In 2011, McDonald’s made a change to its Happy Meals that didn’t seem like much of a change to me. The company took away half of the French fries in the meal and replaced them with apple slices that were half the size of the apple slices offered before. Instead of apple slices being an optional substitution for French fries, meals automatically came with both. It didn’t seem like a better option to me. It seemed like a step backward.

In the years since, McDonald's and other fast-food restaurants have continued to tweak kids' meal in an effort to make them healthier. Even with those tweaks, a 2013 study found that less than 1 percent of kids' fast-food meals were actually healthy. The most recent changes have been in the beverage offerings. USA Today reports that Burger King has quietly dropped soda as the drink listed on the menu with a kids’ meal. The meals will not be marketed with soda, either.

Instead, the menu will offer fat-free milk, 100-percent apple juice and low-fat chocolate milk as the drink options with a kids’ meal. Parents can still choose to order soda for their children if they want. Both McDonald’s and Wendy’s have recently made similar changes.

I don’t have a problem with this change at all, but I do wonder about something: How many parents look at the menu for their kids at a fast-food restaurant? The choices are usually the same – a hamburger, a cheeseburger, or chicken nuggets with fries, fruit and a drink.

Let’s say a parent asks for a kids’ meal with a hamburger and a cola. Will the person taking the order say, “the meal comes with milk or juice” or will she just ring up a cola? What if the parent doesn’t specify a drink at all? Will the order taker say, “Would you like milk or juice with that?” Or, will she just ask, “What kind of drink would you like?”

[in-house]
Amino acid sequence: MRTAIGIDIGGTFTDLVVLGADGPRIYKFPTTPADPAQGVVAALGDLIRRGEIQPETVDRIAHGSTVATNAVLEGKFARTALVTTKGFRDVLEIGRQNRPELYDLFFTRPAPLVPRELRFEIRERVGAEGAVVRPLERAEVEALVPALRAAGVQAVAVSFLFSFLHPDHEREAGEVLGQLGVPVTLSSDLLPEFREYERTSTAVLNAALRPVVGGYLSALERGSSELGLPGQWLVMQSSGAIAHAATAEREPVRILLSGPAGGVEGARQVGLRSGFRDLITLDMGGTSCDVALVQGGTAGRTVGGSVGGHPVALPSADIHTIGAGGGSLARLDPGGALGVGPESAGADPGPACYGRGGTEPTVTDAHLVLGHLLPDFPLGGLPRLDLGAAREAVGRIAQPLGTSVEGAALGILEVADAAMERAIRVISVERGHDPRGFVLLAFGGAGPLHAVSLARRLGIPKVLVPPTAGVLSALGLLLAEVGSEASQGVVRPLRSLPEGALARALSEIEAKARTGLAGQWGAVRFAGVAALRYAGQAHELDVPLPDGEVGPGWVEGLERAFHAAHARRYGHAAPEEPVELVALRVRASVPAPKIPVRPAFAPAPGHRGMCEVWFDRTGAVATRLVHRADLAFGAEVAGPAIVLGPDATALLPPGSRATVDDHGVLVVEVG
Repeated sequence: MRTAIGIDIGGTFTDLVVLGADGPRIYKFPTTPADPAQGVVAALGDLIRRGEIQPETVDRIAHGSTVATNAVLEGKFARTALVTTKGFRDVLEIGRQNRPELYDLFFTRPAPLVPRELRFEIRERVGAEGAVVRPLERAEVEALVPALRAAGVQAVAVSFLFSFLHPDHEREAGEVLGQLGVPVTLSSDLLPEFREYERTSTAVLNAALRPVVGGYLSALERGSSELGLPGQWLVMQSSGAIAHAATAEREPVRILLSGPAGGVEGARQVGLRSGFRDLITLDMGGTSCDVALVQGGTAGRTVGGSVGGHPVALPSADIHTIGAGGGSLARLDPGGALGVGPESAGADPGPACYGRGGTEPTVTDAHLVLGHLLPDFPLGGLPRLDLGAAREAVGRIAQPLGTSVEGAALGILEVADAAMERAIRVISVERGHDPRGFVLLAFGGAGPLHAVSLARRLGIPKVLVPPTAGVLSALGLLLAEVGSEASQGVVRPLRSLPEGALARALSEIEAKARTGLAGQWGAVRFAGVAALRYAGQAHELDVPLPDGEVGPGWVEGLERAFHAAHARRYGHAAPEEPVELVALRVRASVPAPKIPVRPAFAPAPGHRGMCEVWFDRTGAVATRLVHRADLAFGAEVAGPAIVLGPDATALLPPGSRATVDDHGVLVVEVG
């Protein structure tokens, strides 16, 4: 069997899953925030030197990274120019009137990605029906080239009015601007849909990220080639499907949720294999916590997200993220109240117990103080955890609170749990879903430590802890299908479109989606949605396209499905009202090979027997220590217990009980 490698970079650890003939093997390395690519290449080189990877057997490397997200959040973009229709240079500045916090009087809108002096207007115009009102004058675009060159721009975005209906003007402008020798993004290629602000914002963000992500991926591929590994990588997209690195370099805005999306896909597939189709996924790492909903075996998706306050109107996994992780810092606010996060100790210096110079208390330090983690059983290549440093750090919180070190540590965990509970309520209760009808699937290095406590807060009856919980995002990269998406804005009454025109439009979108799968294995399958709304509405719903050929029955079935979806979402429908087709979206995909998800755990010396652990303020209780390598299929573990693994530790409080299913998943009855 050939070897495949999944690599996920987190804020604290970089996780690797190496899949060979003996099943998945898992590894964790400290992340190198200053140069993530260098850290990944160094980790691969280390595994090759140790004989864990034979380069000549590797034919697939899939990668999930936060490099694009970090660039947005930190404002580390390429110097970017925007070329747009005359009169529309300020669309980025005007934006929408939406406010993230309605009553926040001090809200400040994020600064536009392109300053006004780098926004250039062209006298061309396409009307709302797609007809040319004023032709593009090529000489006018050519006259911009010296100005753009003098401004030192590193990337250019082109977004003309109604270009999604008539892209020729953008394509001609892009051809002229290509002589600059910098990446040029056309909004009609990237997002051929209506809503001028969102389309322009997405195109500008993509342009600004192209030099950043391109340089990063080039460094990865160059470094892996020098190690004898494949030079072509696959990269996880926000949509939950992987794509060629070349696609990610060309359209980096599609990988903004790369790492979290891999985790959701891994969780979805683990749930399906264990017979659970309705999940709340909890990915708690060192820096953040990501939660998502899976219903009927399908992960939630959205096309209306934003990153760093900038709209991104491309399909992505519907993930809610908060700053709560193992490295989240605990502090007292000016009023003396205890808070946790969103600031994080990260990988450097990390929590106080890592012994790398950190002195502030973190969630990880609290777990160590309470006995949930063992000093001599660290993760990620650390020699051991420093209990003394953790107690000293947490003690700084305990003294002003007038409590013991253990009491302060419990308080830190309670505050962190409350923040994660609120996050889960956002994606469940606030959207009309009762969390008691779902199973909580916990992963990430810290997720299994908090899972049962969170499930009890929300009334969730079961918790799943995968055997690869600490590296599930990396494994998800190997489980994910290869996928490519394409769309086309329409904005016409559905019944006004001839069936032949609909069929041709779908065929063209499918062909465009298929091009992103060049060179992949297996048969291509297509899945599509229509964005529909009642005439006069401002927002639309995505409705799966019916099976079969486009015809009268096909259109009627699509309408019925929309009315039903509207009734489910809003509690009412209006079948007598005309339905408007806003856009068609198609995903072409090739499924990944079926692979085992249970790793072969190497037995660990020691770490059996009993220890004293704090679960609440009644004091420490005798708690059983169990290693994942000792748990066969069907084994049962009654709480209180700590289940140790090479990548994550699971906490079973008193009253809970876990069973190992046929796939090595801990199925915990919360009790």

To find out, I called the Burger King closest to me. I explained who I was and asked my question to a manager. I was told he couldn’t answer my question and that I should call corporate. I didn’t call corporate because I didn't want to know what corporate says the order takers are supposed to say; I wanted to know what the order takers actually say.

Here’s my point, and it’s one I’ve been making since I started writing about kids and fast food: In the end, the parents or caregivers are the ones responsible for what kids order at a fast-food restaurant, or at any restaurant. It’s good that these establishments are taking steps in a positive direction with these meals, but it’s up the adults in charge of the kids to ensure that healthier choices are ordered.

My boys are teenagers now and buying fast food from a Burger King or McDonald's is an extremely rare occasion for our family. Perhaps parents are more savvy than I was eight or so years ago when kids’ meals were a regular part of my boys’ diets. Maybe most of today’s parents automatically go for the milk or juice and fruit choices with the meals instead of the soda and fries.

For parents who aren’t already choosing the milk or juice with these meals, I don’t think a quiet change to what’s listed on the menu is going to make much of a difference. Even if they notice the change, soda is still an option. There’s only so much Burger King or any fast-food restaurant can do about that, short of taking soda completely off the menu. Parents have the final say.

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Robin Shreeves ( @rshreeves ) focuses on food from a family perspective from her home base in New Jersey.

Burger King takes soda off the kids' menu, but parents still have the final say
Changes on fast-food menus are a step in the right direction, but the task of finding healthy food falls to parents.